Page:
We are down to the wire – and showing good progress – on the bill to change the flag and seal of Massachusetts and the bill to ban the use of Native mascots in public schools in the Commonwealth. After the wide press coverage of our July 16th rally on the State House steps, Gov. Baker issued supportive comments, and Senate Dems – who expressed optimism – went into an immediate huddle to decide how to pass the bills on the Senate floor.
We still have hurdles to cross – especially in the House – and we need your help with the two simple tasks outlined below.
The automated letter we are asking all supportive groups and individuals to share is easy to use, raises all the key points cogently, and arrives in the inboxes of each person’s own legislators as well as the Governor, and key legislative leaders, with one simple click. The link is found in the introductory letter below.
If each of you would go to the link below and fill out the lobbying letter, and then copy and paste the introductory letter below to any and all supportive contacts you may have STATEWIDE – that would be a tremendous benefit to the effort we have been engaged in for so long!
Thirty six years is a long time to wait for racial justice to be delivered. That is how long the bill to change the flag and seal has been held up in one committee or another at the State House. With the symbols of white supremacy falling rapidly across the land – the time has come now for Massachusetts to act! – and your help in these final days of the legislative session will prove invaluable.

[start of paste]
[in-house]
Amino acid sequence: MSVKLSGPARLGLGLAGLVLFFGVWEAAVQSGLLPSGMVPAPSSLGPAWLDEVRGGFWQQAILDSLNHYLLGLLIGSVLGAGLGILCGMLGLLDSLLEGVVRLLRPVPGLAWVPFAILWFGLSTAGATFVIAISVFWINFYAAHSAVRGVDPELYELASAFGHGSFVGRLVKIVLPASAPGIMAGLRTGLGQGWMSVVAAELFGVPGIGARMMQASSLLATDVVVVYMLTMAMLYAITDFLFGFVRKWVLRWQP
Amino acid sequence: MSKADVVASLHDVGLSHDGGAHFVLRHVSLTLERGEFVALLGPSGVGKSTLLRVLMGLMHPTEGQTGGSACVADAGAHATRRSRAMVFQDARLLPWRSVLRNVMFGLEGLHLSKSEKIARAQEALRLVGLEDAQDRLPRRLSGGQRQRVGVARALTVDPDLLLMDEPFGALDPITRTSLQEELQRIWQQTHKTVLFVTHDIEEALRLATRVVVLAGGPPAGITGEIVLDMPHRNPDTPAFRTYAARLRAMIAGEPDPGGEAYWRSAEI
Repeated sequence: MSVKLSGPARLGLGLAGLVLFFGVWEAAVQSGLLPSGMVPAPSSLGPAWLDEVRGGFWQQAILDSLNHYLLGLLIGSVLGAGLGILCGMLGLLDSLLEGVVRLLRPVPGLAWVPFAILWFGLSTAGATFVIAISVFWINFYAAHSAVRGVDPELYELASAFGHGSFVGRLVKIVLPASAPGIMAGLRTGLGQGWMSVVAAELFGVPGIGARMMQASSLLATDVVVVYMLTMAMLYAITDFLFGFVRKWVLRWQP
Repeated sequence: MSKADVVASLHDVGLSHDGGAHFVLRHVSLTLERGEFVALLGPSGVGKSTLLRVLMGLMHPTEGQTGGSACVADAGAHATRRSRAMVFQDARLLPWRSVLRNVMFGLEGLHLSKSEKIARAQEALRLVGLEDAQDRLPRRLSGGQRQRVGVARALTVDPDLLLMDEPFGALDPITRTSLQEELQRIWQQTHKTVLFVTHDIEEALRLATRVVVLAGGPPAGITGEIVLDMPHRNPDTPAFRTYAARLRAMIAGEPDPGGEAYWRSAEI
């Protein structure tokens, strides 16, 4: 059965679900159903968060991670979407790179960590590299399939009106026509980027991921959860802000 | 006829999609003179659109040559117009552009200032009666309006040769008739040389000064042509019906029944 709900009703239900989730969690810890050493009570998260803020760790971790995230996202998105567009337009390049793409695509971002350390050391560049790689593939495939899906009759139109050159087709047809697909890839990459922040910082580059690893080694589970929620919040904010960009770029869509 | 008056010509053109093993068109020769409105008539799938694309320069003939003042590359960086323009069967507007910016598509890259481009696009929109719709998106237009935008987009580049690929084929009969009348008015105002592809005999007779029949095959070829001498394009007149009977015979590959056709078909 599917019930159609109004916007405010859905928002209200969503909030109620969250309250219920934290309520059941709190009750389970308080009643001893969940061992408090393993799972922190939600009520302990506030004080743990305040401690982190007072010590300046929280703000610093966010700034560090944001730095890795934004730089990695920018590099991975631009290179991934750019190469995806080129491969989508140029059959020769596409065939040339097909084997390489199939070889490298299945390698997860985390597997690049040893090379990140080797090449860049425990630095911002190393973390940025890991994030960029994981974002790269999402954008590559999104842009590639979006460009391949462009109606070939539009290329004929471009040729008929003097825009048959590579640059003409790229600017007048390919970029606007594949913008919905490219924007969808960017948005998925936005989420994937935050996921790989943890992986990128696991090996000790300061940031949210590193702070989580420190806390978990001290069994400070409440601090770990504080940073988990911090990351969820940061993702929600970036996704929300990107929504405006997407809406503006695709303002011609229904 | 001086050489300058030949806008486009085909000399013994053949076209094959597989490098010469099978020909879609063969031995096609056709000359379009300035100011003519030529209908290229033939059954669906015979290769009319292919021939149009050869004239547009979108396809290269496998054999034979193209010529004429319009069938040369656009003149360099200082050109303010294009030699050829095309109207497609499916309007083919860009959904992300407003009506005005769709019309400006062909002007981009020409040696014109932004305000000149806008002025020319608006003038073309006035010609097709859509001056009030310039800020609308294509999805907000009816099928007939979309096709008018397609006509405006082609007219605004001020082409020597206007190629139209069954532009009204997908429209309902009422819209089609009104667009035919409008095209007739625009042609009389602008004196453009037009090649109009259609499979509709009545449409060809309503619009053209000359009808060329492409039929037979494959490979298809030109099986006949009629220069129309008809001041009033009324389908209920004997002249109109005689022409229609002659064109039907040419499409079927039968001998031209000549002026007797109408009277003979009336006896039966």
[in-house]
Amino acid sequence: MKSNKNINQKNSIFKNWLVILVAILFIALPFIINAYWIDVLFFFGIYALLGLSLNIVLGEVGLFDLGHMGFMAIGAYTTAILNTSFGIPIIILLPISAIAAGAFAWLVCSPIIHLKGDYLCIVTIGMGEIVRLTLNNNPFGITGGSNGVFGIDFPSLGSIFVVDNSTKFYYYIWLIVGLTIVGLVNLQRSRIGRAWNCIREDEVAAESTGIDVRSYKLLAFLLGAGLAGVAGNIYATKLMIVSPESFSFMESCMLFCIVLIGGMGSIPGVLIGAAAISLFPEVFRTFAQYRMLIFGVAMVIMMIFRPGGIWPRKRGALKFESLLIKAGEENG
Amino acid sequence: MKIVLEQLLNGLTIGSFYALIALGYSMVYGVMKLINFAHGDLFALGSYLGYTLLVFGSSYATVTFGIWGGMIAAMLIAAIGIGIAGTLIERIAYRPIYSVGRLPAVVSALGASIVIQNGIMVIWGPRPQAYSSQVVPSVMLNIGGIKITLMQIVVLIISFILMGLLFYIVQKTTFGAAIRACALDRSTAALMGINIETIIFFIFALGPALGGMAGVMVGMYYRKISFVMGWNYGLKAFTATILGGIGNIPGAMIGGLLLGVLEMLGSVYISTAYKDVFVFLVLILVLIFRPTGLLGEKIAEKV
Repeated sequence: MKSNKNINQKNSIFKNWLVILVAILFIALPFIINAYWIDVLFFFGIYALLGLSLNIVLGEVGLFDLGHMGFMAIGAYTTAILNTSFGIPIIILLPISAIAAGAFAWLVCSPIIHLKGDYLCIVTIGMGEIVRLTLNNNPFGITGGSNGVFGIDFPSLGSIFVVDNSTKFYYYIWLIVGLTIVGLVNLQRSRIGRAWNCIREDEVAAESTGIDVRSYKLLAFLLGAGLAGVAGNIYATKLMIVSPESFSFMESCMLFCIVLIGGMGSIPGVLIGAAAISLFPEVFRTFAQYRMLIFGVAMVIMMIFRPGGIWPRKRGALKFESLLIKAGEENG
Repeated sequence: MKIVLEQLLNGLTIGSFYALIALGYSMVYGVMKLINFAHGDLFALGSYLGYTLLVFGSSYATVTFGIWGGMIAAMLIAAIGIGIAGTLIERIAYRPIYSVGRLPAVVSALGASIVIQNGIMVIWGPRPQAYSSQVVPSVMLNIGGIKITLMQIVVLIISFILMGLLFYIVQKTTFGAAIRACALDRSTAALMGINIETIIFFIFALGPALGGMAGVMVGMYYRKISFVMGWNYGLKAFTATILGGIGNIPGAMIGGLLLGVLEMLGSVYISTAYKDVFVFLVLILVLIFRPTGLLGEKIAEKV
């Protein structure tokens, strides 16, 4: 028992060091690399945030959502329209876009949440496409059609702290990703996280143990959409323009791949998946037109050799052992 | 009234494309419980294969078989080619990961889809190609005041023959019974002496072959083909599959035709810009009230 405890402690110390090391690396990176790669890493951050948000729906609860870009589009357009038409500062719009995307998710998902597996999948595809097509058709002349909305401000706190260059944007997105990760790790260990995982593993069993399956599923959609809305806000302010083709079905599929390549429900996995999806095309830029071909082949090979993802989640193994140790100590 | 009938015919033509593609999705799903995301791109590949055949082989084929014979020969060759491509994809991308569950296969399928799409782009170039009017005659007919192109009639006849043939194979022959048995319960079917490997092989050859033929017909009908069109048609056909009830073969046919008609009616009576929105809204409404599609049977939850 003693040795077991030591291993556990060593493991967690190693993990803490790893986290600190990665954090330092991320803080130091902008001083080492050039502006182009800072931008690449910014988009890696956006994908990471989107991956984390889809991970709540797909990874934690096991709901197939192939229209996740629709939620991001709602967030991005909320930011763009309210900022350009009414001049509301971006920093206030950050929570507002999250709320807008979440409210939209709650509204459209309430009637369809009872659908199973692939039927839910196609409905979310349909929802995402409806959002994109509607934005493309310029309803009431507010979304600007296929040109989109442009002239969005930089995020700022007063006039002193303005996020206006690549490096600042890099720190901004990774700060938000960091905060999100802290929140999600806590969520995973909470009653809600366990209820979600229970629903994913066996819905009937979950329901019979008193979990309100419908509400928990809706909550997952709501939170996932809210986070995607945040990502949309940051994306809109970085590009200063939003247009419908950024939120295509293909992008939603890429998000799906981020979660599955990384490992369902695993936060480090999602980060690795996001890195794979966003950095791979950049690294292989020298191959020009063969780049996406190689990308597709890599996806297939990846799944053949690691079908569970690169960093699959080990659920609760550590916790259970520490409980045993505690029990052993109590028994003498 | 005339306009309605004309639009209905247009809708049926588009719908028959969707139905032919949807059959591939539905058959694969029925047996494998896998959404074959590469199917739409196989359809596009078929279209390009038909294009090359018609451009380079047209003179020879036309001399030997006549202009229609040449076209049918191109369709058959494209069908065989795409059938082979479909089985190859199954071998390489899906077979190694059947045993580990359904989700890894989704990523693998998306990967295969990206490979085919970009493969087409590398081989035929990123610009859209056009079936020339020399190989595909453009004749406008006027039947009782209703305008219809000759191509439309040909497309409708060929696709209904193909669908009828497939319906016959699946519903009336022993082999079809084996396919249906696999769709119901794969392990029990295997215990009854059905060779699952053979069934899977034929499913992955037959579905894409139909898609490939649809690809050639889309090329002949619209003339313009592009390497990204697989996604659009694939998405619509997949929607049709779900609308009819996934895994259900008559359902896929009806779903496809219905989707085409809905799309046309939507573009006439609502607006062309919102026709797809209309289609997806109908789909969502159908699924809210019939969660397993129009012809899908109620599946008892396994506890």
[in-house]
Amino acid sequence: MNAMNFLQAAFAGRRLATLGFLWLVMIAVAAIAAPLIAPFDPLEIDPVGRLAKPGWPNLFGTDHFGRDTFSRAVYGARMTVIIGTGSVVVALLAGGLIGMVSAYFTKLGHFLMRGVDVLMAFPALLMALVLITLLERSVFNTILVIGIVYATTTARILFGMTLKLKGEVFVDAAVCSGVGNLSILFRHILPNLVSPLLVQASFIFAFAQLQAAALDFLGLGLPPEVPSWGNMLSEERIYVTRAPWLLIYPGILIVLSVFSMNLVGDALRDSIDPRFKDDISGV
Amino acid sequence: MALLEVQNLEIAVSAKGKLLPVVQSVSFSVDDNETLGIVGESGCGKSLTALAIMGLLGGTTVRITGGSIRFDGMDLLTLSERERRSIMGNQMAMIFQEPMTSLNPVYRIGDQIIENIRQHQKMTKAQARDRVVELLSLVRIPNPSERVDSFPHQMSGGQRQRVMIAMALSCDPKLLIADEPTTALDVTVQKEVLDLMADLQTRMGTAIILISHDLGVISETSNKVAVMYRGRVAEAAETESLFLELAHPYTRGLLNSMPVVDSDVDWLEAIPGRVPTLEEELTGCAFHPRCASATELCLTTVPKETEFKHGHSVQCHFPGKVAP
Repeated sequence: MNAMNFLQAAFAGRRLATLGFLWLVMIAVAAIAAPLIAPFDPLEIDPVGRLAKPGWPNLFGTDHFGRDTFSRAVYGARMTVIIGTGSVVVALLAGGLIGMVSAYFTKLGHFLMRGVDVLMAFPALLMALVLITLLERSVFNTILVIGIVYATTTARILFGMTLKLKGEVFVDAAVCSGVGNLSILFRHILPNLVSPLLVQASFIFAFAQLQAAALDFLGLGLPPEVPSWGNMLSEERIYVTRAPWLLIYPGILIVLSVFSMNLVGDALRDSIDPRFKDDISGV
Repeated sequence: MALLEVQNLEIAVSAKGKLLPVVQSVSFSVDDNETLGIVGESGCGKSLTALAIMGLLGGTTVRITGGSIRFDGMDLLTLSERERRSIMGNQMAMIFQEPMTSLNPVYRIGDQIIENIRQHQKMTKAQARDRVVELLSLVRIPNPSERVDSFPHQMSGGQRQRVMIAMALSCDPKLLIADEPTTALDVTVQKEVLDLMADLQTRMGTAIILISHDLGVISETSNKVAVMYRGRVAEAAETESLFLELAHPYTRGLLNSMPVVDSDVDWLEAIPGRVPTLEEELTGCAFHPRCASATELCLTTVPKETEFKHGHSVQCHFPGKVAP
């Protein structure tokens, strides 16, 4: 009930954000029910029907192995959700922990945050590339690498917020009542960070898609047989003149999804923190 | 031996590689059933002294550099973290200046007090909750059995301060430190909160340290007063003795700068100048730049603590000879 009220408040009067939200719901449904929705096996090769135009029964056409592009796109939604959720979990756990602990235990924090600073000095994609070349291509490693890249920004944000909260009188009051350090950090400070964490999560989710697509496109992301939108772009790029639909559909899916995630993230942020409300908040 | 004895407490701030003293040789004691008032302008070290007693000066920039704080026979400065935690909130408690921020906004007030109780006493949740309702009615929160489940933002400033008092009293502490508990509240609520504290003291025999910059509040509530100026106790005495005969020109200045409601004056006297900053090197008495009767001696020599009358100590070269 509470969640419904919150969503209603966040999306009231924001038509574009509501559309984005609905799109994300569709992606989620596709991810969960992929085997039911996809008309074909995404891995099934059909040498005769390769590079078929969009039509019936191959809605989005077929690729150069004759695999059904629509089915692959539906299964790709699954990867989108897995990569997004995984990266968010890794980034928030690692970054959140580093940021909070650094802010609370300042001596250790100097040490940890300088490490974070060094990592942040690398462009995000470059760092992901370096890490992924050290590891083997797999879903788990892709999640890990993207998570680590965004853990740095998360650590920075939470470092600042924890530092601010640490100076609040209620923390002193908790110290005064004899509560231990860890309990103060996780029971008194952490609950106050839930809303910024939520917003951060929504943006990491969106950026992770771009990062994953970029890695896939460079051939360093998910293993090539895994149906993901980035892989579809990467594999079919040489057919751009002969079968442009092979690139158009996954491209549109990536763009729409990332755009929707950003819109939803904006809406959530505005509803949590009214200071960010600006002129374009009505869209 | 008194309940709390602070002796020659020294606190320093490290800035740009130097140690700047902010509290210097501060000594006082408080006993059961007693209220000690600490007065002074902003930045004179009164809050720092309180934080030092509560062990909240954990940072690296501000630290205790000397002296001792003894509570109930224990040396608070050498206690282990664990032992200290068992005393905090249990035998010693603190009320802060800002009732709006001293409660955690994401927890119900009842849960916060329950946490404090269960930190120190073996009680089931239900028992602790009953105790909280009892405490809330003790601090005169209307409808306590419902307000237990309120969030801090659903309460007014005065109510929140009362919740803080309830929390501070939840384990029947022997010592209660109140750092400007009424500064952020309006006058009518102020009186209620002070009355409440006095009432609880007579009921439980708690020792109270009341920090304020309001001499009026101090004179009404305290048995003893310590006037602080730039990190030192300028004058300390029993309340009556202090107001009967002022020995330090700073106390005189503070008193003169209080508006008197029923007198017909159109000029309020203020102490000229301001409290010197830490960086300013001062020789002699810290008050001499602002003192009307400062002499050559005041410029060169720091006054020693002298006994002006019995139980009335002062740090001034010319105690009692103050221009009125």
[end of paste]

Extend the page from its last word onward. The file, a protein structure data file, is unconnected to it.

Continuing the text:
David Detmold, Montague, changethemassflag.com
Please Share this Letter Widely:
I’m writing to you to seek your support for three important Indigenous civil rights bills that are before the Massachusetts State Legislature and need to be voted on before the end of July. The three bills seek to ban Native American sports mascots, redesign the racist Massachusetts state flag and seal, and protect Native American heritage (more details below my signature).
I know that you and your organization will understand the urgent need to address racial justice issues and symbols of white supremacy now. Here are two steps we are asking you to take:
1. Please go to this link: https://secure.everyaction.com/a7m-qciMMUyYlIL2jxcTVA2, where you can fill in your home or organizational address and send an automated letter in support of all 3 bills to your state representative and state senators as well as other key legislators. If you can sign on behalf of your organization, that would be fantastic, or otherwise we will list your title for identification purposes only. (You are also welcome to put the text of the letter on your organization’s letterhead and send to the legislators in that manner, if you prefer.)